The company offered a rare glimpse into its Louisiana office after striking a deal with the state in 2017. IBM officials say the center is trending in the right direction when it comes to hiring a local workforce.
(TNS) — IBM held the doors of its taxpayer-financed downtown Baton Rouge office tower open to the public Wednesday, offering a rare look into what the technology giant has been doing since inking an economic development deal with the state nearly six years ago.
The "open house" came as IBM approaches a summer deadline for hiring 800 employees as part of a revised state deal struck in 2017. Charles Masters, IBM vice president for North America client innovation centers, also offered some answers to questions about the firm's hiring practices, salaries and recruitment efforts related to that deal, saying the company is seeing "significant growth in quality jobs."
Masters declined to specify how many employees currently work at the client innovation center. But he said the company will have hired 125 people in the first quarter alone. The firm has held multiple hiring events in recent months and increased referral bonuses to employees.
"We are absolutely trending in the right direction," Masters said of the hiring quota.
About half of the workers at the Baton Rouge center are from out of state, he said, though all move to the region when they are hired. He fought back against concerns the company has paid low salaries, saying all new hires start at "over $40,000," and the average salary at the center is $58,000 a year. He also said the H-1B Visa program, where companies can hire skilled workers from overseas, represents "1 or 2 percent or less" of the workforce there.
"We’re not doing call center work. We’re not doing stay-up-all-night programmer maintenance work," Masters said. "We’re literally solving the most complicated things out there. The cool things you see IBM is doing on TV … Those are the kinds of things we’re doing."
Spokeswoman Sarah Minkel said later average starting salaries for "new professionals" range from "the mid $40,000s to the mid $60,000s." She also noted H-1B visa workers are not counted in the job figures with the state.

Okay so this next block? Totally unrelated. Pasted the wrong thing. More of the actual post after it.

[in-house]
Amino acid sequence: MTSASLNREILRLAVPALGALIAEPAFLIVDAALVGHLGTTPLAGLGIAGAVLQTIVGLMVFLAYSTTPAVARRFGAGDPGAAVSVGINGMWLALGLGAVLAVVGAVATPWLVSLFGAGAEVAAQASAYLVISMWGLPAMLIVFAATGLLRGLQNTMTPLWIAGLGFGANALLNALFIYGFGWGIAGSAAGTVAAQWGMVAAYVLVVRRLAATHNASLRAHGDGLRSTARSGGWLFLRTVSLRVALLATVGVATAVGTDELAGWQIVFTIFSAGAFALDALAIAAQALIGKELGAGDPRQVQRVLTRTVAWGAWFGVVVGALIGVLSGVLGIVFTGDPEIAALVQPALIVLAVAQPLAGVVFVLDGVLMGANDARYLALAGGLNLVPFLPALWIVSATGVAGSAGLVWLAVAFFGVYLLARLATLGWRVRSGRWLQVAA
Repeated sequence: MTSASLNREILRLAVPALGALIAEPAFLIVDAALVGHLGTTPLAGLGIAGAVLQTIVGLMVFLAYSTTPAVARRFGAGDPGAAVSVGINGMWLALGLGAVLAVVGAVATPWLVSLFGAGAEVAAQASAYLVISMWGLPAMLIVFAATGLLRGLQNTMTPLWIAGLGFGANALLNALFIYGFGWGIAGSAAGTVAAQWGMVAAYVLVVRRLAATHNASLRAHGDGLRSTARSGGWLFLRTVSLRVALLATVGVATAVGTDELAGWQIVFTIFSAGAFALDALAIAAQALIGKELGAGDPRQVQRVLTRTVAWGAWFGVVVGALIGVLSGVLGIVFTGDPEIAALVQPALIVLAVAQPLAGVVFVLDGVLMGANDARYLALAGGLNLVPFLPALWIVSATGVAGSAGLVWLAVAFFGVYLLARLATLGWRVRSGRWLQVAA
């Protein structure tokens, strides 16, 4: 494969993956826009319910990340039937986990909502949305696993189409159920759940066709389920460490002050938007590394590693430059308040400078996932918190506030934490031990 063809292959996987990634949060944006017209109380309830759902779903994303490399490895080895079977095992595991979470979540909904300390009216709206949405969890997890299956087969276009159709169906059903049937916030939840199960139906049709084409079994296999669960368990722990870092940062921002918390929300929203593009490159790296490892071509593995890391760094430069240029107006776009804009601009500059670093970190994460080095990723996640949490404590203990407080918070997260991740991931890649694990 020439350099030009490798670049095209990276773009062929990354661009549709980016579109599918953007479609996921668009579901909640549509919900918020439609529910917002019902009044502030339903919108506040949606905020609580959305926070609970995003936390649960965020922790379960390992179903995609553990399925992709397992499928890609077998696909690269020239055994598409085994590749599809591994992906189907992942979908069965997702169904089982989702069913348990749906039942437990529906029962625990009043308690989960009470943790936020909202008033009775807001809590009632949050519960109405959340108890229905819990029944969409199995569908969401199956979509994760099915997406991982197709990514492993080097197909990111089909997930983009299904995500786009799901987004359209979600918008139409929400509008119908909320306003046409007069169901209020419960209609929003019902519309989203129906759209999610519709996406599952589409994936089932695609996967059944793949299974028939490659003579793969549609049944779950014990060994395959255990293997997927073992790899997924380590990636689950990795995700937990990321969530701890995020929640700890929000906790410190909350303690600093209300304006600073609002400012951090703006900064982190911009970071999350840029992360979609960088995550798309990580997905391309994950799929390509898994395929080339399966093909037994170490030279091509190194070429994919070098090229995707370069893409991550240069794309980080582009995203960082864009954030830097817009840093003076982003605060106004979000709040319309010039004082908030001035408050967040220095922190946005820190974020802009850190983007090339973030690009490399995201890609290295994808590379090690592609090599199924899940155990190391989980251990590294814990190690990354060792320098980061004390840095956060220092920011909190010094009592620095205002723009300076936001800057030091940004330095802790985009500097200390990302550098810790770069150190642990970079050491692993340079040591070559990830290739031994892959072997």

Former Gov. Bobby Jindal first struck the deal with IBM in 2013, hailing it as a "game changer" that would help diversify the state's economy. As part of the deal, the state and East Baton Rouge Parish offered an incentive package of nearly $147 million over 17 years in exchange for the firm creating 800 jobs, along with the government-funded office complex on Lafayette street downtown.
But IBM failed in 2017 to reach that target. It had only 572 jobs at the time of the deadline, with some of those allowed to be stationed in Monroe, where it has another center dedicated to servicing CenturyLink.
Instead of cancelling the deal, Gov. John Bel Edwards renegotiated the agreement to give IBM more time to meet its job targets. The new deal gave IBM until June 30, 2019 to meet the original promise, and instituted a $10,000 penalty for each job it falls short.
Masters on Wednesday offered the first public explanation by the company of why it missed hiring targets as part of that deal in 2017. He said the company had trouble finding talent at the time because of the 2016 floods and a lagging pipeline of local students.
"There was a period of time where the talent part of the equation, finding people we could hire who were local, there was a flood, there were various issues," he said. "In the beginning LSU was only having a little bit of computer science people."
IBM is getting close to hiring its 300th LSU student, he added.
New hires are coming from not only LSU, he said, but also Baton Rouge Community College and throughout the country. Many are straight out of college, while others are professional hires, including out-of-state recruits. One recent new hire came from the University of Hawaii, Masters said.
Employees at the event held demonstrations and gave presentations on its technology and community initiatives. Metro council members and even Congressman Garret Graves took a tour, learning about things like the company's "cloud garage," automation and AI/big data divisions.
The company services a wide range of industries, with employees showing off tech used in the automotive, retail, banking and telecommunications industries, among others.
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